What is going on with that mountain? New images taken by NASA’s Dawn spacecraft from its new, lower science orbit of just 915 miles (1,470 km) reveal fresh and puzzling details on the conical mountain that towers 4 miles (6 km) high over the dwarf planet Ceres. Its slopes show bright streaks, the top appears fractured, but what’s really odd is the lack of debris at the mountain’s base. Why does it appear to end so abruptly? And why is it the only tall peak on Ceres?
Maybe it’s just a matter of resolution. Things look smoother and less bumpy from farther away. Closer views presumably will show a rougher surface, but their “polished” appearance strikes one as peculiar to say the least. Take a look at the crater just below the mountain. It interior slopes also appear smooth, but that’s undoubtedly due to lack of sharpness at this altitude. It’s fascinating to see how rock has tumbled down the crater’s walls and mounded in its center. In both mountain and crater, what rolls downhill has been broken into smaller pieces below the camera’s resolution at its current altitude.
Funny isn’t it, that every time we drop down for a closer look at Ceres, the sharper views gained don’t necessarily solve the mystery. Like those Russian nested wooden dolls, where you open one to find another one inside, each step closer to the dwarf planet forces a new question.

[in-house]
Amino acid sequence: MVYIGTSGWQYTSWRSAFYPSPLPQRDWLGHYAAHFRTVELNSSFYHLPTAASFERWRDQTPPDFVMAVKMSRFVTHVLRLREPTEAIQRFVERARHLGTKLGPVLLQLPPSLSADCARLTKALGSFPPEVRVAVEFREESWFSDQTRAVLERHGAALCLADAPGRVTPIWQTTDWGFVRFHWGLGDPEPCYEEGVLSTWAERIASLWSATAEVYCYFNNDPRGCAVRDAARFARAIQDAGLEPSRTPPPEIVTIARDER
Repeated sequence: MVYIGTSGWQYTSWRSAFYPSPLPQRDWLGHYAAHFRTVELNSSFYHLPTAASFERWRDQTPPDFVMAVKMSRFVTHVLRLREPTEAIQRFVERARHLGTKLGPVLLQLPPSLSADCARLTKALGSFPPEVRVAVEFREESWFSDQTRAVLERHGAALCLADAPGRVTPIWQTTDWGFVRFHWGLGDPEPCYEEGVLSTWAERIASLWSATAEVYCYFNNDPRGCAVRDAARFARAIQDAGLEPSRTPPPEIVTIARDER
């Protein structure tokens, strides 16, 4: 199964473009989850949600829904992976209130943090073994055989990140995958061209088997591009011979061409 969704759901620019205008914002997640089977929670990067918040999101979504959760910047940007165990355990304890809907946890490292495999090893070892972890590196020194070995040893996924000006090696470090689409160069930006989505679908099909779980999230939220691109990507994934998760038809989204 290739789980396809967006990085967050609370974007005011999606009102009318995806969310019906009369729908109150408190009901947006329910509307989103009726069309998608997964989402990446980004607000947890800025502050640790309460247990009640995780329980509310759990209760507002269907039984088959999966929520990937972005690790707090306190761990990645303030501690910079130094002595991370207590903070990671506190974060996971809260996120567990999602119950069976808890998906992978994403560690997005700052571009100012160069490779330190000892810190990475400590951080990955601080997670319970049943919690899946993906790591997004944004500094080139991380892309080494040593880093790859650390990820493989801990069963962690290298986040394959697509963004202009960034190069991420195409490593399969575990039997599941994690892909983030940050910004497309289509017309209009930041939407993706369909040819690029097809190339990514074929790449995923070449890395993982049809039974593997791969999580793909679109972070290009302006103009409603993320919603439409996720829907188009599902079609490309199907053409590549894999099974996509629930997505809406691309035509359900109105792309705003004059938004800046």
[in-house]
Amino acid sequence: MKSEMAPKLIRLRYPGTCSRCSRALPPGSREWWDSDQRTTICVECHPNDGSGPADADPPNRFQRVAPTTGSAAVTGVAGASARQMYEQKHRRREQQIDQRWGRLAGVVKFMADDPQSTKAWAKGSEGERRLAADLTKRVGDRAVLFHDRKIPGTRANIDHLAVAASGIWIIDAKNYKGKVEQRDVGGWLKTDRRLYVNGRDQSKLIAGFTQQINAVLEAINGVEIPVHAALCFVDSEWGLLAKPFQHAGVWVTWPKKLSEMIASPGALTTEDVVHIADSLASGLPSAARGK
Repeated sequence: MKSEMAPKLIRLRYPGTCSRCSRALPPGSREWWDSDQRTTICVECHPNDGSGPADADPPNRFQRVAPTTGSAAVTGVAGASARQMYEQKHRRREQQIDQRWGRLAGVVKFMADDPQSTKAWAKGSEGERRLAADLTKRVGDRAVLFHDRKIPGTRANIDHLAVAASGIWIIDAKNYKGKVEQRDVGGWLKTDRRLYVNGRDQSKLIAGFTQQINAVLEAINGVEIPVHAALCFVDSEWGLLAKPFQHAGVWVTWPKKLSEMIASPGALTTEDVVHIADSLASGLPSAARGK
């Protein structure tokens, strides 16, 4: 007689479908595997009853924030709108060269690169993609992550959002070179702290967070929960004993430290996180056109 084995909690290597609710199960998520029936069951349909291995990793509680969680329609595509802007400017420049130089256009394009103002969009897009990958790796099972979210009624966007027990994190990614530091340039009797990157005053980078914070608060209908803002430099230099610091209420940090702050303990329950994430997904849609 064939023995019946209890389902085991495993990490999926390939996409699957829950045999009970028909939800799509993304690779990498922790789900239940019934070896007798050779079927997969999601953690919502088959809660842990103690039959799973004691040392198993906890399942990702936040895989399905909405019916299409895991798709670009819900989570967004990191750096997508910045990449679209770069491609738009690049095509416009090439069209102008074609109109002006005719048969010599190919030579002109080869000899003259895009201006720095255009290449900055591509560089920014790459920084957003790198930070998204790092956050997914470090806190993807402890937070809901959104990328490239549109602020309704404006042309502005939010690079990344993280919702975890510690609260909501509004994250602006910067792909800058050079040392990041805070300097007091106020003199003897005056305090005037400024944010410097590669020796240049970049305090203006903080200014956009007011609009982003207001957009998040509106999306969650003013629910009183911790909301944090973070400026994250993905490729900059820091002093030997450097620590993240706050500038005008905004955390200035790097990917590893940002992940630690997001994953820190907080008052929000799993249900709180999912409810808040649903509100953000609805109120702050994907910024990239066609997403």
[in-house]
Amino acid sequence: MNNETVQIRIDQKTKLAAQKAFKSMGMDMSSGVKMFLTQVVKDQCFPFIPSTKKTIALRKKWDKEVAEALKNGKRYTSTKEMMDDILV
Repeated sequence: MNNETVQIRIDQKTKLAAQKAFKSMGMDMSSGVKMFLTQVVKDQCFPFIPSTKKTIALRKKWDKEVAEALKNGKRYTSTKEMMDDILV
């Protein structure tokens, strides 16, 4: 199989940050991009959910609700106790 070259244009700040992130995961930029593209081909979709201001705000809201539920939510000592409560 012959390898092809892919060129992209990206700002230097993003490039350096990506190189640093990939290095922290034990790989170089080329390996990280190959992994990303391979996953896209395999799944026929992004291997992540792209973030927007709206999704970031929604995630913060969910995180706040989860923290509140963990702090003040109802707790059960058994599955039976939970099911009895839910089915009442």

While no new pictures of the enigmatic white spots have been published yet, other images snapped by Dawn from 915 miles up show a sunken crater and a mountain ridge poking up from the floor of a large crater. The spacecraft has also been busy mapping out Ceres’ mineral makeup, while engineers and scientists work to refine their measurements of Ceres’ gravity field. The gravity information will help mission planners design Dawn’s next and lowest orbit and how it will get there. In late October, the probe will begin spiraling to down to an altitude of 230 miles (375 km), as low as it will go.
Now that Dawn has settled into its new mapping orbit, expect clearer photos of the white spots very soon.